In describing the nature of his work, Radack was all excitement. Though he admitted it’s difficult work, hoisting a “probably 50 pound” suit onto his body to dance and jump around in, he couldn’t recall the experience more happily.

“You’re in the costume, walking up and down the street, giving high fives to children, taking countless pictures. I must be in a million photos,” Radack mused. “What’s really funny is that for the longest time I smiled in the photos, but no one can see my face.”

Radack quickly shot to the top of the mascotting pole, becoming the go-to man for St-Viateur’s events.

“They made me the official mascot. Whenever there was an event or anything, they’d call me. I’ve been on Lonely Planet, Eat St., both aired on the Food Network. Some random Japanese shows,” Radack added. “It was really cool.”

“I never speak. People get so angry sometimes. Kids not so much, they understand that bagels can’t speak, but parents sometimes really want to say something to me, and I just won’t respond. They’re like, are you serious? And I just nod my head. Bagels don’t speak.”

However, it wasn’t all roses and high-fiving children. Sometimes, the mascot can really bring out the animal nature in people. In fact, what originally attracted me to this story was the news of Radack/Sesame being attacked by teenage ruffians in a park. The costume is, strategically speaking, totally defense-incapable—a giant weighted disk that only allows the wearer’s arms to extend straight out to the forearm, and absolutely zilch in elbow-bending capabilities.

“Some of the older kids, they obviously know I’m not a bagel person. So since my elbows are to my side and my arms are out, the kids stick their hands through my armholes and twist my nipples,” Radack said. “And as they’re doing that, they’ll team up, because they’re dogs running in packs, so two of them will be behind me, and start turning me. So they’re turning me in a circle, and I can’t pull my arms back in, and they’re twisting my nipples.”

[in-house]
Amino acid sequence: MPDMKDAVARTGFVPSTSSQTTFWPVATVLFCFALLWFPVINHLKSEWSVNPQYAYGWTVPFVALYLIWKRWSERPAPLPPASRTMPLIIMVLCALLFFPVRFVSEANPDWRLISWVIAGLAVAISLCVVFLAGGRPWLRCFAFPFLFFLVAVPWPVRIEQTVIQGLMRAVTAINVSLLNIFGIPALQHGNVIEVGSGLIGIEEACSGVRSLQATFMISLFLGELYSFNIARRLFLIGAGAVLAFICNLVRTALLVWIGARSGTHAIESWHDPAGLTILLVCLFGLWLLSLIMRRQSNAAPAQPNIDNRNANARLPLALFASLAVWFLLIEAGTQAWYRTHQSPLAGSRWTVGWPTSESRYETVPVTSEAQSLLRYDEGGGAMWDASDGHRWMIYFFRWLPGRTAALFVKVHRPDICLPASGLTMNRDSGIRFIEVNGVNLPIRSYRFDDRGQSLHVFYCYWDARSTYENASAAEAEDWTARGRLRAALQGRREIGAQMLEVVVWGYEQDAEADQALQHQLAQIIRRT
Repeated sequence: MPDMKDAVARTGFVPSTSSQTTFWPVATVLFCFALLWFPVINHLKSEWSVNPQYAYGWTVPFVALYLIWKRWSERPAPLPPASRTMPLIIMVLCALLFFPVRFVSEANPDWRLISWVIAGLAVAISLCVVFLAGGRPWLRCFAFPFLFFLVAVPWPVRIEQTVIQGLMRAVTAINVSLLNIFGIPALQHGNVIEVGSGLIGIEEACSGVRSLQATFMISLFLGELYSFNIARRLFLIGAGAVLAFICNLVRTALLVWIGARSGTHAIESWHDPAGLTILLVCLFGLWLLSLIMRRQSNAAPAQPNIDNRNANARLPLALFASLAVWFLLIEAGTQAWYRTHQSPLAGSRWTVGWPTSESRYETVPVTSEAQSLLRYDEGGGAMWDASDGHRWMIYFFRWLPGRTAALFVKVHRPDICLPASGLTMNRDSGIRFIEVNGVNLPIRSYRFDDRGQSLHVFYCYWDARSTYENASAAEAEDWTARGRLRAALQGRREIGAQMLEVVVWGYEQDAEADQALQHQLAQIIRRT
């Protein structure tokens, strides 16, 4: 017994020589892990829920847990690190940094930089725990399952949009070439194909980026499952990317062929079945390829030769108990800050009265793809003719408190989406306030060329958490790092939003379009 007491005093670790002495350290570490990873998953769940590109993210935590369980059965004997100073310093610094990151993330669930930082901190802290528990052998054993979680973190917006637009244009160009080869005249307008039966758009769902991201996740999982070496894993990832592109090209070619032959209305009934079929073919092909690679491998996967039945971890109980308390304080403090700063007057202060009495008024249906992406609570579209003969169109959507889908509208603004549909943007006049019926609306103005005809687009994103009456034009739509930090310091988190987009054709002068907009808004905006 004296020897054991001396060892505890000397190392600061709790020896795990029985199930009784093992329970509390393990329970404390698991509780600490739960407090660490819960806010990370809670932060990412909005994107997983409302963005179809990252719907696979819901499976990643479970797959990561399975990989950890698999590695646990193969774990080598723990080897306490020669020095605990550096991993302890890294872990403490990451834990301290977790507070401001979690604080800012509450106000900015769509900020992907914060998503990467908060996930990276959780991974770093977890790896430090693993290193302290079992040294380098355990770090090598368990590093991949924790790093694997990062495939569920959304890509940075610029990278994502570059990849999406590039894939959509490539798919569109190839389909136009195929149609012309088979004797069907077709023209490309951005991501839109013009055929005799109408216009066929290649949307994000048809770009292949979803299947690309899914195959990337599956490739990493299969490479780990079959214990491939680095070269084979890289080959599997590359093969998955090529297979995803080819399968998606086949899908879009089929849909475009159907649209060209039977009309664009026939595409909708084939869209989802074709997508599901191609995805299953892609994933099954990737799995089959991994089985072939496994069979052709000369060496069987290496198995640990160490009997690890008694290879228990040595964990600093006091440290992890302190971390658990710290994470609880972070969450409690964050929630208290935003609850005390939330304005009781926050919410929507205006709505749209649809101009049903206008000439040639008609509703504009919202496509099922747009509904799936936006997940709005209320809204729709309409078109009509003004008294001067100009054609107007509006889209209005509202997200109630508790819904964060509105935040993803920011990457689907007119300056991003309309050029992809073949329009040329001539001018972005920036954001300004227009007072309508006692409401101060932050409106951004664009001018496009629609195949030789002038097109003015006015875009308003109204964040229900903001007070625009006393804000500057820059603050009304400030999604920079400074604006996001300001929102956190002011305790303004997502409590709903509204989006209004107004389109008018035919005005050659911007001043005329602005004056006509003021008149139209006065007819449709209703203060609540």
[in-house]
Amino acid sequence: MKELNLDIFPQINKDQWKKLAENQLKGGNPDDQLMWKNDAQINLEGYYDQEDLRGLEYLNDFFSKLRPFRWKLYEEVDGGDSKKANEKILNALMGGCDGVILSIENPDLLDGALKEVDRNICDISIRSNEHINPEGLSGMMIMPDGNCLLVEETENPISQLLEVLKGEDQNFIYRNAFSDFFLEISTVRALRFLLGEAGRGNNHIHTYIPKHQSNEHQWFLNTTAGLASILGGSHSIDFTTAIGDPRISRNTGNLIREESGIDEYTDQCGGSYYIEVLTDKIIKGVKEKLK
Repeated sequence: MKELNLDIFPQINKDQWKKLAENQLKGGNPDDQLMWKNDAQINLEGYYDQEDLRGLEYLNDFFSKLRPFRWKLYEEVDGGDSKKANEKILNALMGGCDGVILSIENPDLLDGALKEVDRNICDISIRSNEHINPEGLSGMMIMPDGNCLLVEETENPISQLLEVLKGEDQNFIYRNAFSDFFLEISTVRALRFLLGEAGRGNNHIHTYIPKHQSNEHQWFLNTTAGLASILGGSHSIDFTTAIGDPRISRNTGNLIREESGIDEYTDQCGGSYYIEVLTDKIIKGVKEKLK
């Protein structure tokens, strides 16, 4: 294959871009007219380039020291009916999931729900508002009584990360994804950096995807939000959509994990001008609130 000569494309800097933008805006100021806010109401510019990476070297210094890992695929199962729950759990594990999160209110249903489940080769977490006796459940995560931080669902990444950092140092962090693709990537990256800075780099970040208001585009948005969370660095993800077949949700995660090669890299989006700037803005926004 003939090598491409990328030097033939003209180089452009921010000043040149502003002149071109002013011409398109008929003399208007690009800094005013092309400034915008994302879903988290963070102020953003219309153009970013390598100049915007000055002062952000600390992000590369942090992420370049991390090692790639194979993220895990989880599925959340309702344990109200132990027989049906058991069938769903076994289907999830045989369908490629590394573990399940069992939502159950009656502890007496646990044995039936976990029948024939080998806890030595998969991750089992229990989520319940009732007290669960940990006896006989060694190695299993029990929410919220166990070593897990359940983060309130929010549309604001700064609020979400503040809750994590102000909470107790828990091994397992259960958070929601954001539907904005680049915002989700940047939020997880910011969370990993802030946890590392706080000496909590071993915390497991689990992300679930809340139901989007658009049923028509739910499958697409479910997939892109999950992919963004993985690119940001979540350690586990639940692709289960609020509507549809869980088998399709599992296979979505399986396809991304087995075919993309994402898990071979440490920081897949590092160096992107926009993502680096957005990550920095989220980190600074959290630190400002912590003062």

A harrowing circumstance indeed. Radack also spoke of being pushed by excited strangers, even dry-humped by groups of fundraiser attendees. Despite these isolated incidents, however, Radack doesn’t think it’s the fault of the costume, so much as the performer.

“To a degree, yeah [it brings out the animal in people], but I get the people going too, I kind of feed it. I jump around, shake my hands. It’s kind of 50/50, but I definitely feed it,” he explained.

Radack has since moved on from Sesame, now a full-time student and DJ, but he looks back positively on his time as St-Viateur’s greatest mascot. He expressed adamantly that if ever the owners were to call and ask for him to suit up one last time, he’d be back as Sesame, no questions asked.

“It’s such an amazing job. Even though some awkward things happen here and there, it’s always worth it to just have kids tell me ‘I love you bagel man.’” Radack said. “It’s a struggle, but it’s always fun, just to be able to make kids happy, and great exercise if you want to lose five pounds in a day.”